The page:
Do braided flexible supply lines in storage "expire" with age? Thinking the "rubber" in particular.

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JimNY

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So used to dealing with house-related things so old they're decayed or locked into place, that I think (too much) about problems related to age.

Do never-used DIY "stainless-steel" flexible supply lines (for sinks, for example, the big box store calls them "braided polymer faucet connectors") have a lifetime? I see what appears to be somewhat hard "rubber" at the ends where they compress/seal. Will this get too hard, too soft, or brittle, etc., to be reliable after a certain time in storage? The same for whatever polymer is used for the core of the hose?

Months, years, decades, forever? (Presume many here use them up way too fast to worry, or buy when only as needed, but still might have an idea.)

I found some stored in a basement, and, er, I sometimes tend to be, um, "economical".

Thanks.
 

Marlinman

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The earliest braided supplies had rubber waterways and caused black particles being released after time and deterioration. Since the use of Santoprene vinyl and PVC lined waterways are the normal now. I would only use newly purchased supplies. It's not worth the chance of flooding of a home.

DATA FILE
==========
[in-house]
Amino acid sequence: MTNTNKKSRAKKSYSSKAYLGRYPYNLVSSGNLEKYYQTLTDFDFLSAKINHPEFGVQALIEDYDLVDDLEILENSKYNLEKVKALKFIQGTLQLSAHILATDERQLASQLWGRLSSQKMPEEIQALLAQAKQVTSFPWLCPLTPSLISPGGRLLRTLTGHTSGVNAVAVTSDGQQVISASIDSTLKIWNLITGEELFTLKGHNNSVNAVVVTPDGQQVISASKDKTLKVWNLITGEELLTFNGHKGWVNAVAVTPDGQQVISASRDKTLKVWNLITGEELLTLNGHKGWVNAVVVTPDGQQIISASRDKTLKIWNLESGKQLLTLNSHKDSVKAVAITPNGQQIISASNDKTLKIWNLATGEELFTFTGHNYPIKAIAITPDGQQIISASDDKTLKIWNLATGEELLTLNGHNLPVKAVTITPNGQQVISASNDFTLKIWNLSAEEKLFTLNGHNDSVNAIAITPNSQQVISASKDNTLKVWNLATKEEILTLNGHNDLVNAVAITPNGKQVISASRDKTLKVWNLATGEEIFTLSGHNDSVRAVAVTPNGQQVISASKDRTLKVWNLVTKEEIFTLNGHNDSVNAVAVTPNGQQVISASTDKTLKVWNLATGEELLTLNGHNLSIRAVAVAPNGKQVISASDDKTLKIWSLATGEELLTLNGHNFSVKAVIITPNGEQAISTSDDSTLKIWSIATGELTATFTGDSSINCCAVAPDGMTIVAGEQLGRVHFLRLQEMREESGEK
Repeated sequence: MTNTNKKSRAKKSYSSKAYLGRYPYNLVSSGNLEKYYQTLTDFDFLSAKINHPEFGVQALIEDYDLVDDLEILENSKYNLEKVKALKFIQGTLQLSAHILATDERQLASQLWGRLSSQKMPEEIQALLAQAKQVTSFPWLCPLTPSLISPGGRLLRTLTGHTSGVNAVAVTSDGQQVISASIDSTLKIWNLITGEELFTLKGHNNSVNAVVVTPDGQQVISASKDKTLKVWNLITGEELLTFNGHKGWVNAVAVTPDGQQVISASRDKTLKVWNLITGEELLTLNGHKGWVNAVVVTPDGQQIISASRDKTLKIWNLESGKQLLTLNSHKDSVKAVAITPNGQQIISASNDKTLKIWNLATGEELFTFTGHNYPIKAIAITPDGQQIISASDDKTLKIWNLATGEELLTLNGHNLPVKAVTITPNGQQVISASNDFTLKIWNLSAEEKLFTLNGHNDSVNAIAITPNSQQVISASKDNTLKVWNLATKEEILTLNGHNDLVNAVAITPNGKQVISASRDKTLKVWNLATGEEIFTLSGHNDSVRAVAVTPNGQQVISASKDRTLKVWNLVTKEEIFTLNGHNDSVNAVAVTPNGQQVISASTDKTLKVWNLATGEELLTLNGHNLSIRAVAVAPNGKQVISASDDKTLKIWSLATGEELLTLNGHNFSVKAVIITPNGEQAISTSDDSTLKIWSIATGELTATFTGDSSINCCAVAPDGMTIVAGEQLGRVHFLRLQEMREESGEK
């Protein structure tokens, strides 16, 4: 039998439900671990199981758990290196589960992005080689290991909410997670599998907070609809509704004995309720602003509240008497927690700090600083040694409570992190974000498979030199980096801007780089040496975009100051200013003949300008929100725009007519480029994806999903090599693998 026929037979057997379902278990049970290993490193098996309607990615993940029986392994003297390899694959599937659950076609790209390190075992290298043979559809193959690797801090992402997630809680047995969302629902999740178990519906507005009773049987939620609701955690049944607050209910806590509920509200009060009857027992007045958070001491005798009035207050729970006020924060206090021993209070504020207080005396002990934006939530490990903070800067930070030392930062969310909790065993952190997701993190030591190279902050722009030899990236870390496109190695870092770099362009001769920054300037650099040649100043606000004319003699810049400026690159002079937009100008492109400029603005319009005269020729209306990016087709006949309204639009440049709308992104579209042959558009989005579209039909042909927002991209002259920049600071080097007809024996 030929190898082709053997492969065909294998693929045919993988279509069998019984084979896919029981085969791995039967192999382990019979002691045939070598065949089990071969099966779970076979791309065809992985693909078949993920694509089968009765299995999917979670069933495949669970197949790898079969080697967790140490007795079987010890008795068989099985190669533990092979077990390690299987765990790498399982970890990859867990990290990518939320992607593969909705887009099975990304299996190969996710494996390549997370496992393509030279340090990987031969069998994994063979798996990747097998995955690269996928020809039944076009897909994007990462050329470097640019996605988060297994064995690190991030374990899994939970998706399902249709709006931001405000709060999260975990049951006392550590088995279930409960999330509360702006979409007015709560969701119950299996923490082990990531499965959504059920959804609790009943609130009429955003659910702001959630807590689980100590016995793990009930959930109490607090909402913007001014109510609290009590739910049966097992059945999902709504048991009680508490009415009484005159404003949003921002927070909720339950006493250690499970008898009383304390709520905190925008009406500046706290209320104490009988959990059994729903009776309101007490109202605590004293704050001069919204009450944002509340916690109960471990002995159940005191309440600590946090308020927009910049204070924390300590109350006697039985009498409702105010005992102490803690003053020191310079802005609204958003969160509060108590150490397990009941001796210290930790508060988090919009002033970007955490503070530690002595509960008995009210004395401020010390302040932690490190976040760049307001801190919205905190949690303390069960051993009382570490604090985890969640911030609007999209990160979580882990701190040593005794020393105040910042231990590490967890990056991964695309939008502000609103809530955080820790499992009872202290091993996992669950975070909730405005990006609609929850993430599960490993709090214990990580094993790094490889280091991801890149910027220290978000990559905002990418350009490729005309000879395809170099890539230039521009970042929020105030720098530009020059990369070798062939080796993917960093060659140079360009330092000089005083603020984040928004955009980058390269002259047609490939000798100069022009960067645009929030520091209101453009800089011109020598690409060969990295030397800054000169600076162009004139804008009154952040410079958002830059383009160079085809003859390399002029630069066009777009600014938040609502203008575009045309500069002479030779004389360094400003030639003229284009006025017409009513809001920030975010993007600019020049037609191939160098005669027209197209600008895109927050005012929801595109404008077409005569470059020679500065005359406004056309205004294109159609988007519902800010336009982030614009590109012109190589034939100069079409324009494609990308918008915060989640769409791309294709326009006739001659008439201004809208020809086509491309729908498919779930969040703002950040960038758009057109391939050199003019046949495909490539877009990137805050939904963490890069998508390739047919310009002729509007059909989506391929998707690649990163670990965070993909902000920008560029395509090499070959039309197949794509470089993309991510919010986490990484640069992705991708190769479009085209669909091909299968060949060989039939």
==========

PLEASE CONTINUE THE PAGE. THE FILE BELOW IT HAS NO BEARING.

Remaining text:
Terry

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The original Fluidmaster supply lines had very thin plastic nuts at the top for the toilets. Their new PRO series has beefed that part up.
I found some of the old style ones laying around the other day and tossed them. Been there, and done that. :)

Aquaflo Mightyflex on the right.
PRO Fluidmaster on the left.

old-toilet-supply-line.jpg
 
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Jeff H Young

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I wind up tossing old ones every few years . Those nuts aren't as robust as the Fluidmaster PRO.
To each their own risk. depends on environment in my truck 125 degrees in summer an oddball size might need tossing before getting used. in a moderate temp. several years probably ok. I think if the flex is more than a year or so I doubt the manufacture be liable for anything
 
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